PARIS — LVMH Moët Hennessy Louis Vuitton is taking eBay to court, alleging the online auction house failed to take an aggressive position against the widespread sale of counterfeit luxury goods on its site.
LVMH and sister company Christian Dior Couture recently filed claims for 20 million euros, or $25.3 million at current exchange, and 17 million euros, or $21.5 million, respectively, with the commercial court in Paris against eBay Inc. and eBay AG, its Swiss subsidiary, for counterfeit products sold between 2001 and 2005.
According to sources, in the second quarter of 2006 alone there were a total of 150,000 ads for Louis Vuitton handbags and 300,000 ads for Dior products on eBay, of which 90 percent were deemed fakes.
A spokeswoman for LVMH declined all comment on Wednesday.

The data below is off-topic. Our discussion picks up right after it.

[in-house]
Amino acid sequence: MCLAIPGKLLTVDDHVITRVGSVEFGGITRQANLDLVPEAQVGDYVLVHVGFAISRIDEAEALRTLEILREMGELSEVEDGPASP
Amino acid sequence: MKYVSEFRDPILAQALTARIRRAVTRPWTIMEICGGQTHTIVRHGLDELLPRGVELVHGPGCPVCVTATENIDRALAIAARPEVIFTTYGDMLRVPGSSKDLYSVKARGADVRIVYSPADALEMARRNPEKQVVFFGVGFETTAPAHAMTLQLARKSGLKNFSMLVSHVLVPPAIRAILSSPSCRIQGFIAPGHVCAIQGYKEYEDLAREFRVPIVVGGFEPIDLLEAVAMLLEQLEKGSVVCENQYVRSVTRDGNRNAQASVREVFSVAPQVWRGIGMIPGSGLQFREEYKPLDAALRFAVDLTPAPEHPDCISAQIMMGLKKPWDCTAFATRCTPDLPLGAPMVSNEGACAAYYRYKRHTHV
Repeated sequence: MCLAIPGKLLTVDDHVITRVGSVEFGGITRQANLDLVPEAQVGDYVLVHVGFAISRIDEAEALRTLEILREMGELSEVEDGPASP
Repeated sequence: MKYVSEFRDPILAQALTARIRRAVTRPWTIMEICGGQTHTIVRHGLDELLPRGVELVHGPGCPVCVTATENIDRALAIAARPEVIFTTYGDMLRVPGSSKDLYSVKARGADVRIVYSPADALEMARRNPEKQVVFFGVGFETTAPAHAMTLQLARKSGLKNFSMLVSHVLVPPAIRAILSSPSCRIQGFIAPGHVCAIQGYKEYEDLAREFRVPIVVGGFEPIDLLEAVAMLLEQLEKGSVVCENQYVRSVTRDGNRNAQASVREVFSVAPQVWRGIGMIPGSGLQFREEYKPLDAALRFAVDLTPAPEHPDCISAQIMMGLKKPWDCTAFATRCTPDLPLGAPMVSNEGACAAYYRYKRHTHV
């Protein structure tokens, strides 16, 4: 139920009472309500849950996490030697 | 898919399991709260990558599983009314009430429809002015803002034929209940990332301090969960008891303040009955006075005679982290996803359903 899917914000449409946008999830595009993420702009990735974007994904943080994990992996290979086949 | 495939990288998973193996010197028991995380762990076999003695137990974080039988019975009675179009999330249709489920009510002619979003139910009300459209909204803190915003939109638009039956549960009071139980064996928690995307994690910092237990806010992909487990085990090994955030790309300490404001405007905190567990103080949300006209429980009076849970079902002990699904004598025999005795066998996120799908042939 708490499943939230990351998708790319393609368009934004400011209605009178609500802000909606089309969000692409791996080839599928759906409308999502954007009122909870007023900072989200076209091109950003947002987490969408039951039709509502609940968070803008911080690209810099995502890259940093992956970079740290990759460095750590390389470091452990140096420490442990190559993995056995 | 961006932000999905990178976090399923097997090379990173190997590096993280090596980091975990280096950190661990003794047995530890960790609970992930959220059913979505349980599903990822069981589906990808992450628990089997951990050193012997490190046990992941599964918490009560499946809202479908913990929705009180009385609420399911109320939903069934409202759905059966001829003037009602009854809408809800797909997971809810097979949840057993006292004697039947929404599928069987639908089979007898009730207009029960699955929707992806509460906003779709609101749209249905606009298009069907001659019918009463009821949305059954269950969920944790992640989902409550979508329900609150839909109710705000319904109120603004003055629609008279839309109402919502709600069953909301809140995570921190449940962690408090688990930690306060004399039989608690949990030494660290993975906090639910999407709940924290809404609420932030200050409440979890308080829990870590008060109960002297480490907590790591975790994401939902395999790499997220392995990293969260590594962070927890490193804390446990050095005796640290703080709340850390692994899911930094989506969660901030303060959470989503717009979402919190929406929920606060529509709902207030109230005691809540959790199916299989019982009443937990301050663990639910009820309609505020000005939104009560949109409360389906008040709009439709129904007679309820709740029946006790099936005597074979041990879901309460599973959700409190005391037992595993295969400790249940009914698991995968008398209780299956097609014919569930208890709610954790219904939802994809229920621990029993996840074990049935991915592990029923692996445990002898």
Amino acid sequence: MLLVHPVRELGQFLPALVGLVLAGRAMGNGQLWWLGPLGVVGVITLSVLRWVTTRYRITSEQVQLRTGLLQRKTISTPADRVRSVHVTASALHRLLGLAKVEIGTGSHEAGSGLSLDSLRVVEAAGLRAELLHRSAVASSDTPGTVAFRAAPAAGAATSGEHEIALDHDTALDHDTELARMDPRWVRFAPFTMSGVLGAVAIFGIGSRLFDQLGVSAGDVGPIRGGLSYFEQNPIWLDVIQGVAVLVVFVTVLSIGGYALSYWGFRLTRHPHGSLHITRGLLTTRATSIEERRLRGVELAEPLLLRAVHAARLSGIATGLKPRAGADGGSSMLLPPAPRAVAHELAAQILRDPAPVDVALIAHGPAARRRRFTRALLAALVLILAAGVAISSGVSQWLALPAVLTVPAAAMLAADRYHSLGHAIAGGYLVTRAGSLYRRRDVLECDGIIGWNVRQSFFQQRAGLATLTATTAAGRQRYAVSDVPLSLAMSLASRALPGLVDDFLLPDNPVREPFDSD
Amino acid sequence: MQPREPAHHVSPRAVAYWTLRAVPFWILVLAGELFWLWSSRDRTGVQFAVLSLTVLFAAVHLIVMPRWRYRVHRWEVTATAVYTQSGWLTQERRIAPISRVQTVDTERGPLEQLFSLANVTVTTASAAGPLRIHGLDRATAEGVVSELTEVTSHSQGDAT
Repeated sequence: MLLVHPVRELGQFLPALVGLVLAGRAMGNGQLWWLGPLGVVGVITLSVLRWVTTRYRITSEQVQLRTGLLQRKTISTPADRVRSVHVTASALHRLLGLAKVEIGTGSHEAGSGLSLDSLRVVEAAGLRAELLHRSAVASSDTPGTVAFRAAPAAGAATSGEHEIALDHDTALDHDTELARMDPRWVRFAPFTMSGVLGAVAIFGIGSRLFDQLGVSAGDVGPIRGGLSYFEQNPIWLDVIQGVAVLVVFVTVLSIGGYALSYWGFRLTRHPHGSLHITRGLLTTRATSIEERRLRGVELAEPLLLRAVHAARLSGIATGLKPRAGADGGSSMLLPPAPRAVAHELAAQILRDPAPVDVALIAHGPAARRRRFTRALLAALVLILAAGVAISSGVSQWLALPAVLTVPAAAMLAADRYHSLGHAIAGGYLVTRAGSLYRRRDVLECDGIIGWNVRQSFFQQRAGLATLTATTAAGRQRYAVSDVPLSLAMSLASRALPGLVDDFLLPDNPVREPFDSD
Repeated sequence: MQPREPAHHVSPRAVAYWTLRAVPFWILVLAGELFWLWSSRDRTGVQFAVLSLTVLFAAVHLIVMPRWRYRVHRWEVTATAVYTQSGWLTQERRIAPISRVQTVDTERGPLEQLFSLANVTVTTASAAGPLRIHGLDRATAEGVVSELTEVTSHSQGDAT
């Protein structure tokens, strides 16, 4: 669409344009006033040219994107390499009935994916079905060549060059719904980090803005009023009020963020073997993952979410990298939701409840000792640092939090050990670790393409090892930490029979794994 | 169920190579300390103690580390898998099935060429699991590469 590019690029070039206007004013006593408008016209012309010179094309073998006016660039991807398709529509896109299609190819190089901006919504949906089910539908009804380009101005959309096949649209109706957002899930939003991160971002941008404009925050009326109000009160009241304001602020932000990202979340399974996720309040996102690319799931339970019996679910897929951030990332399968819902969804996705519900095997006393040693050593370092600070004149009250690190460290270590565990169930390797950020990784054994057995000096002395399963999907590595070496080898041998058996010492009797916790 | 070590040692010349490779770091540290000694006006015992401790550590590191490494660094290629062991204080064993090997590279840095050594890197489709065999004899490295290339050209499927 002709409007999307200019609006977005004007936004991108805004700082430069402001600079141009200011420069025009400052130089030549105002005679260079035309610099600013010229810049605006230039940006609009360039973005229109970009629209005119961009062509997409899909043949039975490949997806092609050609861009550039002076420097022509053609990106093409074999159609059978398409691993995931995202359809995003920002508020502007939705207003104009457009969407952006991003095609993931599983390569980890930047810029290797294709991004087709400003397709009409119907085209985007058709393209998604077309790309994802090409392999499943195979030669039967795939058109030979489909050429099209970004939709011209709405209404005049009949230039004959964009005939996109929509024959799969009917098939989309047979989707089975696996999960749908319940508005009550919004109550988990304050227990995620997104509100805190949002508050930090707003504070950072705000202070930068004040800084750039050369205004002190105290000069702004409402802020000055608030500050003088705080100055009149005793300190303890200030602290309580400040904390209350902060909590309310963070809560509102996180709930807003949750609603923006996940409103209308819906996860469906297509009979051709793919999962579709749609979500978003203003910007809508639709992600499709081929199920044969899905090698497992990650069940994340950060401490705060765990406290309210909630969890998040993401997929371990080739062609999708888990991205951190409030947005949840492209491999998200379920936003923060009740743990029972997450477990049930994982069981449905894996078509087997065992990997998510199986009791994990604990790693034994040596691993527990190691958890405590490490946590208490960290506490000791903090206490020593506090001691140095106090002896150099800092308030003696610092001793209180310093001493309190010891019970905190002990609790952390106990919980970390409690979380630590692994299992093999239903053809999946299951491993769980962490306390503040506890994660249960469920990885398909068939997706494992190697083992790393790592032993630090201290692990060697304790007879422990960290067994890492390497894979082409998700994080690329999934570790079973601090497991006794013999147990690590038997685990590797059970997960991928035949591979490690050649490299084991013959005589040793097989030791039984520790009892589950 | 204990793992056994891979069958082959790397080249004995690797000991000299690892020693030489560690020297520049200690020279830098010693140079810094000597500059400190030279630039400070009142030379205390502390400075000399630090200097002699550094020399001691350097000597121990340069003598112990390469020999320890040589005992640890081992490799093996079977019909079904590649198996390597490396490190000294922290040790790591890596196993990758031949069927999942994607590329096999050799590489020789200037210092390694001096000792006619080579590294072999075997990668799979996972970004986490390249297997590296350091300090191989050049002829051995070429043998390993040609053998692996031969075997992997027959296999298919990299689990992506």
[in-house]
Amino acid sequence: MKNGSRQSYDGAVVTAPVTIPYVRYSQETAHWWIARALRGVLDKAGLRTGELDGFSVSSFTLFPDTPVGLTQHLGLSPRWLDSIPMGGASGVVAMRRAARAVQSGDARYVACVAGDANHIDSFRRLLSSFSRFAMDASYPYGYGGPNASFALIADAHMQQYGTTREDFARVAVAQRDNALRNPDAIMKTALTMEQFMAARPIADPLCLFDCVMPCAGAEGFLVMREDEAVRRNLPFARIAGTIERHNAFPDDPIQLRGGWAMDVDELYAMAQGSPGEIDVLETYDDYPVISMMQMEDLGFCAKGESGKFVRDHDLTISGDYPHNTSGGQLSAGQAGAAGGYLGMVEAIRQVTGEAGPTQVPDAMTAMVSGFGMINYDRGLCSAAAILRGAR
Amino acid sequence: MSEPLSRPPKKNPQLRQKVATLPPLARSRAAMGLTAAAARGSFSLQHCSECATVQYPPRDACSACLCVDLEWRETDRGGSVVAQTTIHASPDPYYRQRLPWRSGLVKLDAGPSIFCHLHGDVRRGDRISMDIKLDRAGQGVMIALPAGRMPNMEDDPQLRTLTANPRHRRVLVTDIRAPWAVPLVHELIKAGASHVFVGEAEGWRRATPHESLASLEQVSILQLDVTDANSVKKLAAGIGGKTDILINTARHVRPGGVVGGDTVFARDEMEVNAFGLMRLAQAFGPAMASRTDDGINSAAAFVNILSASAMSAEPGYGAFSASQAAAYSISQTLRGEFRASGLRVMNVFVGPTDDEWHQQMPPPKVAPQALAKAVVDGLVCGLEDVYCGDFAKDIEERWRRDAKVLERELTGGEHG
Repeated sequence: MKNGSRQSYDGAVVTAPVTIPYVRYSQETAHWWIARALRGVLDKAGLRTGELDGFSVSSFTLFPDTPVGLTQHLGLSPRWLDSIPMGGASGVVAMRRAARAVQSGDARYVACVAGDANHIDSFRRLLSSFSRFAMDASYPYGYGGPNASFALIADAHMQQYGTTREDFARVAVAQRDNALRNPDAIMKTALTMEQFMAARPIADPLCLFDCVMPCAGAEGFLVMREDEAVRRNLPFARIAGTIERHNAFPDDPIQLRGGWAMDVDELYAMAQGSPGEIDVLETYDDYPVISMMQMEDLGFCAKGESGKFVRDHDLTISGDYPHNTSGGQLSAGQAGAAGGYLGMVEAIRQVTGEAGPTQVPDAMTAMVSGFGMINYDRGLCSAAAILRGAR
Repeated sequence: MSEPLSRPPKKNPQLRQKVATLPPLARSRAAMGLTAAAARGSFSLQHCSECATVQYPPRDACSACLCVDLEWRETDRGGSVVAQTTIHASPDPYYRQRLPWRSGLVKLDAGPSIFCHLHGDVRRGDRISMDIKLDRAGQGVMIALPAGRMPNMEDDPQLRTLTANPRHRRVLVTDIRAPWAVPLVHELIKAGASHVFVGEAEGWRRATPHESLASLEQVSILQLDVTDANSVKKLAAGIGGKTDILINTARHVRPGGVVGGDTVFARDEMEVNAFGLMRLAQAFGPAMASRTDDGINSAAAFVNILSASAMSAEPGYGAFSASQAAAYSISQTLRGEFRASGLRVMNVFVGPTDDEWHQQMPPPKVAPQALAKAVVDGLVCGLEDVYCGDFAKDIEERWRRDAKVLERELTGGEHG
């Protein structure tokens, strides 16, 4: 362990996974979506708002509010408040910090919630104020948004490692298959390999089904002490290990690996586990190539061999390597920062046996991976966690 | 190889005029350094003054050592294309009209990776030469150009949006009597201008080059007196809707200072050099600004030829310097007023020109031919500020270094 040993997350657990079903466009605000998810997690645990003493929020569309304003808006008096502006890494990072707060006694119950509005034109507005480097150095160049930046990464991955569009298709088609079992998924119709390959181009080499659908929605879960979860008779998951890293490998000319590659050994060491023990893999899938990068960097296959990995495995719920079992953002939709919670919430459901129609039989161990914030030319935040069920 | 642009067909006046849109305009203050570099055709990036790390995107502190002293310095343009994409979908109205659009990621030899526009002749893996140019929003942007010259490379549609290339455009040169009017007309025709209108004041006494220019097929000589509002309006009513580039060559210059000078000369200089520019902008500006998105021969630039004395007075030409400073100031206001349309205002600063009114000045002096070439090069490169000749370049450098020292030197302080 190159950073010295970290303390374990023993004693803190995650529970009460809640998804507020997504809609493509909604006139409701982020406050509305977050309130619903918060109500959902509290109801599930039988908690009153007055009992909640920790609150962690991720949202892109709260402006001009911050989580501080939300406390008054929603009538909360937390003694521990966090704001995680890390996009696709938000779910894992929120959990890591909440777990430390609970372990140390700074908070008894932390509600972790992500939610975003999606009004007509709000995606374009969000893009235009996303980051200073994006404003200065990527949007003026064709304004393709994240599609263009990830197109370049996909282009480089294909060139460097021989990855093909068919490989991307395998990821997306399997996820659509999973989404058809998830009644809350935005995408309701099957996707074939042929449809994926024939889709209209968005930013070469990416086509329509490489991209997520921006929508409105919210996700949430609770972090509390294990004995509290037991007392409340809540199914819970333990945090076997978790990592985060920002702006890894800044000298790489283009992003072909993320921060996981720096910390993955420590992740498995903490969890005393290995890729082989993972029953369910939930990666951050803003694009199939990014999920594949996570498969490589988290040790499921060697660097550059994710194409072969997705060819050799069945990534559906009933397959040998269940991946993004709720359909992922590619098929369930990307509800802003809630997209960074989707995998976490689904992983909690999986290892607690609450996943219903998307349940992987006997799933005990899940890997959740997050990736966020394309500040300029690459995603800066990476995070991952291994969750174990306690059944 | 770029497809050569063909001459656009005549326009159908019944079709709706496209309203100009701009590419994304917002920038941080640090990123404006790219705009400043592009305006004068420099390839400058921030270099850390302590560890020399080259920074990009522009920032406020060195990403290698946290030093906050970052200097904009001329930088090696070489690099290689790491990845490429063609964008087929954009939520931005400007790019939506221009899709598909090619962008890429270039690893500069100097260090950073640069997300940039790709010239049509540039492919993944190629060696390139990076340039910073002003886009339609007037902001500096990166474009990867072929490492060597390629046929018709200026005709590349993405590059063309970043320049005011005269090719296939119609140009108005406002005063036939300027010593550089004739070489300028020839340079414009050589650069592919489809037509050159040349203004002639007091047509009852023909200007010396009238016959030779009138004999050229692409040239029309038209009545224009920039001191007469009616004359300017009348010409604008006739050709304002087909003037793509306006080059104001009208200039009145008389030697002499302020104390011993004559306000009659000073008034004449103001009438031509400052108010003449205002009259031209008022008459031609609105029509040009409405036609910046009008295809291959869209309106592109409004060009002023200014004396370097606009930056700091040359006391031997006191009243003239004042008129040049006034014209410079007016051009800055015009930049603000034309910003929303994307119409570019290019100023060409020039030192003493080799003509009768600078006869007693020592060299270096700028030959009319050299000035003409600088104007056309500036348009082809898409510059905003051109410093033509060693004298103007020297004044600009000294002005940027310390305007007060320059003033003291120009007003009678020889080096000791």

The claim is not the French luxury behemoth's first lawsuit against an Internet site. Last June, Louis Vuitton triumphed in a case against Google, which was ordered to pay Vuitton 300,000 euros, or $379,800, for misleading advertising, unfair competition and trademark counterfeiting.
Although a spokeswoman for eBay France would not comment on the claim, she asserted the Web site plays an active role against counterfeit goods.
"EBay fights actively and aggressively against counterfeiting. The sale of such products is totally illegal on eBay. Our services immediately eliminate all counterfeit products from the site," she said, noting the company recently enforced a "VeRO program" or verified rights owners program, which allows brands to notify eBay of any counterfeit products advertised.
The claim against eBay is not the first from the luxury sector. Tiffany & Co. also filed a lawsuit against the e-tailer for selling counterfeit goods bearing Tiffany and other brand labels in 2004. Last March, there was a raid in the U.K. where many of the products confiscated were traced to sales on eBay and other online auction sites.
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